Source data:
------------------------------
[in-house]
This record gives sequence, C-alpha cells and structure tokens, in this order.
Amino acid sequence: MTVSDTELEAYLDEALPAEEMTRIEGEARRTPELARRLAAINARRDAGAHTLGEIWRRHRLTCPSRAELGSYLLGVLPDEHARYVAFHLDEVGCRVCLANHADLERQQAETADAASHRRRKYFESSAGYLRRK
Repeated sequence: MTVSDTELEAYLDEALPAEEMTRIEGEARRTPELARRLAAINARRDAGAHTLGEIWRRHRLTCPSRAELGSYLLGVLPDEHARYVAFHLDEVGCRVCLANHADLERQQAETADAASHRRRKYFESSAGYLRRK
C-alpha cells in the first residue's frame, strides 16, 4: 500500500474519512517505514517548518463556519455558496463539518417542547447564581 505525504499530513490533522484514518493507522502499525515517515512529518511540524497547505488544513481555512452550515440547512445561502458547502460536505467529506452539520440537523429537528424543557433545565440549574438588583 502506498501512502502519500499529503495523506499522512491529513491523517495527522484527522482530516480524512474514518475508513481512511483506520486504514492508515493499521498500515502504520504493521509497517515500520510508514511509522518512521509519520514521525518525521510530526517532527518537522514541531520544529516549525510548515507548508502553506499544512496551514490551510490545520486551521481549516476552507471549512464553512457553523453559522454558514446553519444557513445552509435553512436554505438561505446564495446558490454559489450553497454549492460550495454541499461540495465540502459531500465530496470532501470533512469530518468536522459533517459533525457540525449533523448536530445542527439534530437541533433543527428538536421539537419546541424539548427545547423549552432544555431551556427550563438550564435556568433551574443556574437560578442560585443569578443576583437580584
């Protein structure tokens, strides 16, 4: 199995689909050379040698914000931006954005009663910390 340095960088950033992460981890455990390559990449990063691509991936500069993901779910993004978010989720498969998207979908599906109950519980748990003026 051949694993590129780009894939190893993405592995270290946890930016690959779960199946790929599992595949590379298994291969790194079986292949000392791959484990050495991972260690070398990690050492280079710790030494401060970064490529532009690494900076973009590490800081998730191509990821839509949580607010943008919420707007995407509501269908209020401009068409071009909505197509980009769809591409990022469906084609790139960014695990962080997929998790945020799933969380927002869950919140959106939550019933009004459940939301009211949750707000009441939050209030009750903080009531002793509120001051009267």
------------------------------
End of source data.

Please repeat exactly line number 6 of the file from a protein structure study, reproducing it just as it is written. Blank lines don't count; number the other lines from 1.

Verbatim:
């Protein structure tokens, strides 16, 4: 199995689909050379040698914000931006954005009663910390 340095960088950033992460981890455990390559990449990063691509991936500069993901779910993004978010989720498969998207979908599906109950519980748990003026 051949694993590129780009894939190893993405592995270290946890930016690959779960199946790929599992595949590379298994291969790194079986292949000392791959484990050495991972260690070398990690050492280079710790030494401060970064490529532009690494900076973009590490800081998730191509990821839509949580607010943008919420707007995407509501269908209020401009068409071009909505197509980009769809591409990022469906084609790139960014695990962080997929998790945020799933969380927002869950919140959106939550019933009004459940939301009211949750707000009441939050209030009750903080009531002793509120001051009267």